WATCH | Tennis Channel's got the story of Illinois teacher Amy Maplethorpe, who lined some of her classroom chairs with tennis balls in an effort to provide relief to her autistic students. (Full disclosure: Tennis Channel is owned by Circa's parent company, Sinclair Broadcast Group.)
Maplethorpe showed off her chairs in a Facebook pic that's been shared over 91,000 times.
Maplethorpe modified her chairs by cutting tennis balls in half and affixing them with craft-store staples.
"Sensory seating is used for students who may have difficulty processing information from their senses and from the world around them," reads the post on Raymond Ellis Elementary School's Facebook page. "Tennis balls on the seat and backrest provide an alternative texture to improve sensory regulation. Students with autism spectrum disorder, Down syndrome, sensory processing disorder, etc. may benefit from this seating option."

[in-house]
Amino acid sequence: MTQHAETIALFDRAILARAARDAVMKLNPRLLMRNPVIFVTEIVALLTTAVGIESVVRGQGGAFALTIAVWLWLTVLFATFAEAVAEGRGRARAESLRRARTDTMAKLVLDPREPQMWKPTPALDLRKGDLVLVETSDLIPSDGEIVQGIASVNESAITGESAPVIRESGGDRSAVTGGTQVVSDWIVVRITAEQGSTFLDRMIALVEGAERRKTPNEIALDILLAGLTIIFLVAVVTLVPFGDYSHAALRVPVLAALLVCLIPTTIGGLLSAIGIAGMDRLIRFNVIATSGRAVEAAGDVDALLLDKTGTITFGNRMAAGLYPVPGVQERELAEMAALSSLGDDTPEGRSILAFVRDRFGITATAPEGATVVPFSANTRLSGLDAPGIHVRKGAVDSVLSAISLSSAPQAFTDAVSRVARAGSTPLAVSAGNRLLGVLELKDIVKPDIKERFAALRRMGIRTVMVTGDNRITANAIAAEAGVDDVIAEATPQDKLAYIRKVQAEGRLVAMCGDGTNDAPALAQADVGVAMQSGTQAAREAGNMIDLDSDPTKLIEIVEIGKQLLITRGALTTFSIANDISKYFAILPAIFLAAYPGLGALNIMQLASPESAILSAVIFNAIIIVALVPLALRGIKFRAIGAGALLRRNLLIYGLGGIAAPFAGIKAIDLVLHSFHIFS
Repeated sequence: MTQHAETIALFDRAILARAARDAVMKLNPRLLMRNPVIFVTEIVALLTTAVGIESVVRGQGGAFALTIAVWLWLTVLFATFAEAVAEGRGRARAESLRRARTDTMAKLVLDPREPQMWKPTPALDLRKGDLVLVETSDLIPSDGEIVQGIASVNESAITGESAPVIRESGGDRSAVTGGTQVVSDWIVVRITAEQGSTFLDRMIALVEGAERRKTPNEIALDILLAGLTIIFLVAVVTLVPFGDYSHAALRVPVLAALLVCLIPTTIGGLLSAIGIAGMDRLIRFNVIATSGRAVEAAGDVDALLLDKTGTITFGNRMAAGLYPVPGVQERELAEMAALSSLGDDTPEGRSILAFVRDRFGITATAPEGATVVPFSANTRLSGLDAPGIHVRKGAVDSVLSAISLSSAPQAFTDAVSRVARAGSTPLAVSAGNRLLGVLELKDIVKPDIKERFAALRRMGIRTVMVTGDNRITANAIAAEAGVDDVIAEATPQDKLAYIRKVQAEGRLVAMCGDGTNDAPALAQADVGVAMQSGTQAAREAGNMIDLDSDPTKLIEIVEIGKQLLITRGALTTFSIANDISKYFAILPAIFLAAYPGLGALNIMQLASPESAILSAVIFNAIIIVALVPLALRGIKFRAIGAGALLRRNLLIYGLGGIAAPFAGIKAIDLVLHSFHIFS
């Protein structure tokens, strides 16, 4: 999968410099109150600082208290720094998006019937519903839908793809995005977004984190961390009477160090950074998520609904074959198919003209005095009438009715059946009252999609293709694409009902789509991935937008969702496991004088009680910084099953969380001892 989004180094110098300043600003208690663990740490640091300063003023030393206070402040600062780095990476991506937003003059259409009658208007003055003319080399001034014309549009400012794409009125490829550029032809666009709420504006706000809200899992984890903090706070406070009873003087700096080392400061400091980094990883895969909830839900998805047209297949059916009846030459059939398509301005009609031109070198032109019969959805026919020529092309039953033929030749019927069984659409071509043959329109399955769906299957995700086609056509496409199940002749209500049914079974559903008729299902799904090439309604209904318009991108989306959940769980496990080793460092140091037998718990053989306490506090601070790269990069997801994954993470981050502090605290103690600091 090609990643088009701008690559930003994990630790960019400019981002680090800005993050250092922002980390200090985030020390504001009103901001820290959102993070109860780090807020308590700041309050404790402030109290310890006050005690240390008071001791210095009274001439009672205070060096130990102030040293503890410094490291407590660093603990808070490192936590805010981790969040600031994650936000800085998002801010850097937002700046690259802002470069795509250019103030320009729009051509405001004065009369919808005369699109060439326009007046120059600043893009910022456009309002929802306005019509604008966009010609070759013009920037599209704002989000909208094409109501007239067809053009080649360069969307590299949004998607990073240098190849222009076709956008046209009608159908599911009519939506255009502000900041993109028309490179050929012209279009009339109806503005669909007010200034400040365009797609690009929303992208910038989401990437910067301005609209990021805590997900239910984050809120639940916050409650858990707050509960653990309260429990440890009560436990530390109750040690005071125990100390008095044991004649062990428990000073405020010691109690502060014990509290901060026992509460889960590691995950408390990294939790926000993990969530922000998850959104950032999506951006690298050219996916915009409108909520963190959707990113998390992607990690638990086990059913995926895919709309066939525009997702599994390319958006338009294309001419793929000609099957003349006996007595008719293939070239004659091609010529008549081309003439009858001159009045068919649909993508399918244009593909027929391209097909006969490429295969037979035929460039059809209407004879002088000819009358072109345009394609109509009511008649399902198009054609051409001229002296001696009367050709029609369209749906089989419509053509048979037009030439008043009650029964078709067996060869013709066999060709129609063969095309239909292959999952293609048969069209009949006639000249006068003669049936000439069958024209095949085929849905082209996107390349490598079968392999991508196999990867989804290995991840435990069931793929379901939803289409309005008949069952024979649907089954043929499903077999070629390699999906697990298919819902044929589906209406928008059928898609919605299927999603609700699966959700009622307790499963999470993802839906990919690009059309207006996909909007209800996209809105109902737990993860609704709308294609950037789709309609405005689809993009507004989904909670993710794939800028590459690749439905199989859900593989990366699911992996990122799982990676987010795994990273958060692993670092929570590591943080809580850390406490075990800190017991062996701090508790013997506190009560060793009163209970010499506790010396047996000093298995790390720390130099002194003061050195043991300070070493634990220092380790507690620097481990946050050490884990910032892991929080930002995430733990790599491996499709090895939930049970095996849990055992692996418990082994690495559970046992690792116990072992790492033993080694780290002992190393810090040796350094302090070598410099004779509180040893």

Tennis community still reeling over outdated German anthem verse
In more sobering news, the tennis community is still reeling after an outdated stanza of the German national anthem, which has been associated with the Nazi regime, was sung during the opening ceremonies of a Fed Cup quarterfinal Saturday.
As Tennis Channel notes, the outdated stanza "translates to 'Germany, Germany, above all, above all in the world,' which became identified with Adolf Hitler's Third Reich."
'Worst thing' to happen to Andrea Petkovic
Competing in that match was Andrea Petkovic, a Bosnian native who was raised in Germany. "I thought it was the epitome of ignorance, and I've never felt more disrespected in my whole life, let alone in Fed Cup, and I've played Fed Cup for 13 years now, and it is the worst thing that has ever happened to me," she said, according to Bleacher Report.
USTA issues apology
The U.S. Tennis Association apologized in a statement: "The USTA extends its sincerest apologies to the German Fed Cup team and all of its fans for the performance of an outdated national anthem prior to today's Fed Cup competition. In no way did we mean any disrespect. This mistake will not occur again."